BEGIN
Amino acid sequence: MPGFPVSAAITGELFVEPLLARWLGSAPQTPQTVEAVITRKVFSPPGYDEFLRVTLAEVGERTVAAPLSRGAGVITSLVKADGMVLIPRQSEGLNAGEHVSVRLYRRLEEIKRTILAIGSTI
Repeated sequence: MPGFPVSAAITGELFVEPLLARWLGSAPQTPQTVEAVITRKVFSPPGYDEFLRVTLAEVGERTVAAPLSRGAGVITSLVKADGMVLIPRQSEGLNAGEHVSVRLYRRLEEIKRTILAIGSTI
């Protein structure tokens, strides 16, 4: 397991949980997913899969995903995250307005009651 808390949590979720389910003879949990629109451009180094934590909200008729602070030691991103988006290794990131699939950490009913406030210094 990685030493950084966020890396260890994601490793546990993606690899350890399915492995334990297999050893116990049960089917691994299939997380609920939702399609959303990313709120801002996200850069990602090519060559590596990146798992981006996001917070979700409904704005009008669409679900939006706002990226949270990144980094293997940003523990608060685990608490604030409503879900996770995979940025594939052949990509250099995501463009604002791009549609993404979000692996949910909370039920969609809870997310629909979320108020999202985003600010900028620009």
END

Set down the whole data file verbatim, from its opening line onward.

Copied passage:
Amino acid sequence: MPGFPVSAAITGELFVEPLLARWLGSAPQTPQTVEAVITRKVFSPPGYDEFLRVTLAEVGERTVAAPLSRGAGVITSLVKADGMVLIPRQSEGLNAGEHVSVRLYRRLEEIKRTILAIGSTI
Repeated sequence: MPGFPVSAAITGELFVEPLLARWLGSAPQTPQTVEAVITRKVFSPPGYDEFLRVTLAEVGERTVAAPLSRGAGVITSLVKADGMVLIPRQSEGLNAGEHVSVRLYRRLEEIKRTILAIGSTI
């Protein structure tokens, strides 16, 4: 397991949980997913899969995903995250307005009651 808390949590979720389910003879949990629109451009180094934590909200008729602070030691991103988006290794990131699939950490009913406030210094 990685030493950084966020890396260890994601490793546990993606690899350890399915492995334990297999050893116990049960089917691994299939997380609920939702399609959303990313709120801002996200850069990602090519060559590596990146798992981006996001917070979700409904704005009008669409679900939006706002990226949270990144980094293997940003523990608060685990608490604030409503879900996770995979940025594939052949990509250099995501463009604002791009549609993404979000692996949910909370039920969609809870997310629909979320108020999202985003600010900028620009």